Noting the difficulty of enforcing the Berlin agreement, Ramani said Turkey might not be the first mover in breaching a cease-fire in Libya.

But he added that Turkey will not hesitate to deploy forces and upend the agreement if Haftar makes any moves that it considers “provocative.”

The summit called for sanctions on those who violate the UN Security Council arms embargo on Libya.

Turkish opposition MPs recently criticized the expanded security pact between Ankara and the GNA, saying the dispatch of materials and equipment to Libya breaches the UN arms embargo.

Until we see what specific cease-fire monitoring and enforcement mechanisms will be implemented and by which foreign powers, we don’t know what arrangements, if any, have been agreed upon.

Micha’el Tanchum, Analyst

The summit does not seem to have resolved ongoing disputes regarding the Eastern Mediterranean pipeline, a planned natural gas pipeline connecting eastern Mediterranean energy resources to mainland Greece via Cyprus and Crete.

The Cypriot presidency accused Turkey of being a “pirate state,” citing Ankara’s recent drilling off its coasts just a day after Brussels warned Turkey that its plans were illegal.

Erdogan dismissed the warning and threatened to send to the EU some 4 million refugees that Turkey is hosting.

Turkey dispatched its Yavuz drillship to the south of Cyprus on Sunday, based on claims deriving from the maritime delimitation agreement with the GNA.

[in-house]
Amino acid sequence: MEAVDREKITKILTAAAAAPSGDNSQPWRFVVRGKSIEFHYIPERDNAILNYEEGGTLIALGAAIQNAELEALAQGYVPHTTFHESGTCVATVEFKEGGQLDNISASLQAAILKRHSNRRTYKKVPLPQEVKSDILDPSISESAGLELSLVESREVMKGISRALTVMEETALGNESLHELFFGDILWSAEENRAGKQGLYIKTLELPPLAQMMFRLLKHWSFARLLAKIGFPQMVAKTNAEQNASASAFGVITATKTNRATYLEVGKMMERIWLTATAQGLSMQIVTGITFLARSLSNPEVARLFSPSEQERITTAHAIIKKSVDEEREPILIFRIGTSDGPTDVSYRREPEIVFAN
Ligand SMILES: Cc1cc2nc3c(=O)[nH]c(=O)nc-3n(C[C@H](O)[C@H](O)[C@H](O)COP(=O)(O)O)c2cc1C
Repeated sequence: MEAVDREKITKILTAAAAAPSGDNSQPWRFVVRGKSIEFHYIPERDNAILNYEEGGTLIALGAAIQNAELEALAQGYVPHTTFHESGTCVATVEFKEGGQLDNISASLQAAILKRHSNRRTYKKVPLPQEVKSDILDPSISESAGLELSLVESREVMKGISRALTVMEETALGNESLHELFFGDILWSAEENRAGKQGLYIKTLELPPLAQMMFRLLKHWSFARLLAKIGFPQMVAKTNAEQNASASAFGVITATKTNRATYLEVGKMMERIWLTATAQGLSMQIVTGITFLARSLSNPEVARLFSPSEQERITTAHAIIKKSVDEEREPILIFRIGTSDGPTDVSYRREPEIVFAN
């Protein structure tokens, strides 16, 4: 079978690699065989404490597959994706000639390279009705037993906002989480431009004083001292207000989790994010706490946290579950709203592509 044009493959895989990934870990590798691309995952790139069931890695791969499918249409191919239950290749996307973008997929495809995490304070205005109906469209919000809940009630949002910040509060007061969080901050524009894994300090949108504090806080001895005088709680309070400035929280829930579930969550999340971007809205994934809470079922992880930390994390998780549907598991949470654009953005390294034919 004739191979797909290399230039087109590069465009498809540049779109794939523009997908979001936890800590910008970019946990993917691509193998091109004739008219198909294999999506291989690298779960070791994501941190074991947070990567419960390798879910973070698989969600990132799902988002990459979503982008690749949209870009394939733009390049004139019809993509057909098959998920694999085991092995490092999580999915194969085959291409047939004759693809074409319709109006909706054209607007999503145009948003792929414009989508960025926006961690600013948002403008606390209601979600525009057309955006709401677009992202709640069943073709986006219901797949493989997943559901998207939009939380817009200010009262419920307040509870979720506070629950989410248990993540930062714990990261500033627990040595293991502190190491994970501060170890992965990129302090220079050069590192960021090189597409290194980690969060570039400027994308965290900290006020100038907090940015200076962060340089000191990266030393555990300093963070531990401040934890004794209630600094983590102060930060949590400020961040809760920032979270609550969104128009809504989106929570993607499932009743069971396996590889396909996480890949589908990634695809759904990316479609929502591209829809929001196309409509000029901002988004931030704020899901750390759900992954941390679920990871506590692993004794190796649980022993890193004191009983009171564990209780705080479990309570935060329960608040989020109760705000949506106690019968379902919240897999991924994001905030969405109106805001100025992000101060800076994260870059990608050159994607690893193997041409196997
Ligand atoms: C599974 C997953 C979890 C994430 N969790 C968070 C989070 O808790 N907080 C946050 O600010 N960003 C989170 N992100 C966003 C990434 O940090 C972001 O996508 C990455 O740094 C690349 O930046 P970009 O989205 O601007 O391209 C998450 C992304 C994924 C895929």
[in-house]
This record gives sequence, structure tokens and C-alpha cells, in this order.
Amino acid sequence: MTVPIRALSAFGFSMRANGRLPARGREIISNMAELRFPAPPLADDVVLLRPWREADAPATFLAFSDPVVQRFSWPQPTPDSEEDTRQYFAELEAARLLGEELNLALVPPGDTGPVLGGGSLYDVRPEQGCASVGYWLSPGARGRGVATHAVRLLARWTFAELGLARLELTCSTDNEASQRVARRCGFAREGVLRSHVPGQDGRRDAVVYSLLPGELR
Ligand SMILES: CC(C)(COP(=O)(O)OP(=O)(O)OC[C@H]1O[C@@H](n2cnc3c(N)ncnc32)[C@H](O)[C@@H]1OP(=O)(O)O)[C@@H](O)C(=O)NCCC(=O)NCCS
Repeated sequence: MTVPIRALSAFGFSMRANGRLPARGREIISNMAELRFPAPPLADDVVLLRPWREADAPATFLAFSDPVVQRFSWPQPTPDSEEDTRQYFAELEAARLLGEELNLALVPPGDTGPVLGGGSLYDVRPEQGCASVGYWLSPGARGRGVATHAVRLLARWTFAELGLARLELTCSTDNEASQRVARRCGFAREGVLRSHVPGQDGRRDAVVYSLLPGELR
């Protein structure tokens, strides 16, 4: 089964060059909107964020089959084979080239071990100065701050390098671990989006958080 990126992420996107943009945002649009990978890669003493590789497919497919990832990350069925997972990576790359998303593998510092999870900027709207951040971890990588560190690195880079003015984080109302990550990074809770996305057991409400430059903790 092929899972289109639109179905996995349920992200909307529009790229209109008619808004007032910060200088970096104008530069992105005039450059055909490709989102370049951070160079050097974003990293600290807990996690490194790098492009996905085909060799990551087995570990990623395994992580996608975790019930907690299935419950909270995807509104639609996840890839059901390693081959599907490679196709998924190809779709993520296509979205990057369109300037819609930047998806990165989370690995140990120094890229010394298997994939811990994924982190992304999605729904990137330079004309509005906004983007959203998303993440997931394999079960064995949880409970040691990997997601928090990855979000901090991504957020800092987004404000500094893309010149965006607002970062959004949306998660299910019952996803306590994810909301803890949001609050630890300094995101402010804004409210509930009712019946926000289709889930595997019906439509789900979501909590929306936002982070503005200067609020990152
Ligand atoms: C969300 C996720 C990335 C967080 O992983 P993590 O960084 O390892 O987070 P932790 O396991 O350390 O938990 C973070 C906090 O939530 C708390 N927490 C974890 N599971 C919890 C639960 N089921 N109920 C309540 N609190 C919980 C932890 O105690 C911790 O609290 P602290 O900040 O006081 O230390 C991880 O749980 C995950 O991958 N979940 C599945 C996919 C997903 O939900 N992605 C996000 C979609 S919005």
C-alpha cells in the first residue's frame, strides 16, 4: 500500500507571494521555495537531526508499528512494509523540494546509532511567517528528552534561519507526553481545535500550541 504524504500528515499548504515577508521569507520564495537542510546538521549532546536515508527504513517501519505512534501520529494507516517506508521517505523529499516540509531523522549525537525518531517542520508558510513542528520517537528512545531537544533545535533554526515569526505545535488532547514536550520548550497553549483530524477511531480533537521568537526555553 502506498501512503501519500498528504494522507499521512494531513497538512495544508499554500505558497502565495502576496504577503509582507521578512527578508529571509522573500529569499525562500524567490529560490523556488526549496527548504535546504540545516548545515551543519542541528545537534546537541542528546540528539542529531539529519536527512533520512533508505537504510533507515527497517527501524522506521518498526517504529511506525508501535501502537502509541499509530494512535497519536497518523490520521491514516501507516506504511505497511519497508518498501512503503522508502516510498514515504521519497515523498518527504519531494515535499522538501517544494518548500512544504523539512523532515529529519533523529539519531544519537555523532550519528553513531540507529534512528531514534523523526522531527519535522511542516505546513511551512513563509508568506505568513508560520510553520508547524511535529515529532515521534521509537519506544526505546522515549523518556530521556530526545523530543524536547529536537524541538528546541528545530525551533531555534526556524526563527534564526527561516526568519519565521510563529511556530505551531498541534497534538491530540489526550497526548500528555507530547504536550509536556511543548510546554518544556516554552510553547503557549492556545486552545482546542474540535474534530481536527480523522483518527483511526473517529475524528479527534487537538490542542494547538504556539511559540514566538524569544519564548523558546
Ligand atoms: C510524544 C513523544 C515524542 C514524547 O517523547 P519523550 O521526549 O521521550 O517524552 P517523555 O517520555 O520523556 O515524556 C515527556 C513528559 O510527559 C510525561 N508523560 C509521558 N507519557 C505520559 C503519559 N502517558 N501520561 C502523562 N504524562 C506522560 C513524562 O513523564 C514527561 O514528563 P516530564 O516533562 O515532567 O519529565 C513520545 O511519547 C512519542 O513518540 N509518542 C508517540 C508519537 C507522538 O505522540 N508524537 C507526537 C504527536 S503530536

Turkey’s insistence on gas exploration in the region may be subject to sanctions as early as this week, when EU foreign ministers meet in Brussels on Monday.

Aydin Sezer, an Ankara-based political analyst, drew attention to Article 25 of the Berlin final communique, which underlined the “Libyan Political Agreement as a viable framework for the political solution in Libya,” and called for the “establishment of a functioning presidency council and the formation of a single, unified, inclusive and effective Libyan government approved by the House of Representatives.”

Sezer told Arab News: “Getting approval from Libya’s Haftar-allied House of Representatives would be a serious challenge for Ankara because Haftar recently considered all agreements with Turkey as a betrayal. This peace conference once more showed that Turkey should keep away from Libya.”

Many experts remain skeptical about the possible outcome of the summit. 

Micha’el Tanchum, a senior fellow at the Austrian Institute for European and Security Policy, said: “Until we see what specific cease-fire monitoring and enforcement mechanisms will be implemented and by which foreign powers, we don’t know what arrangements, if any, have been agreed upon.”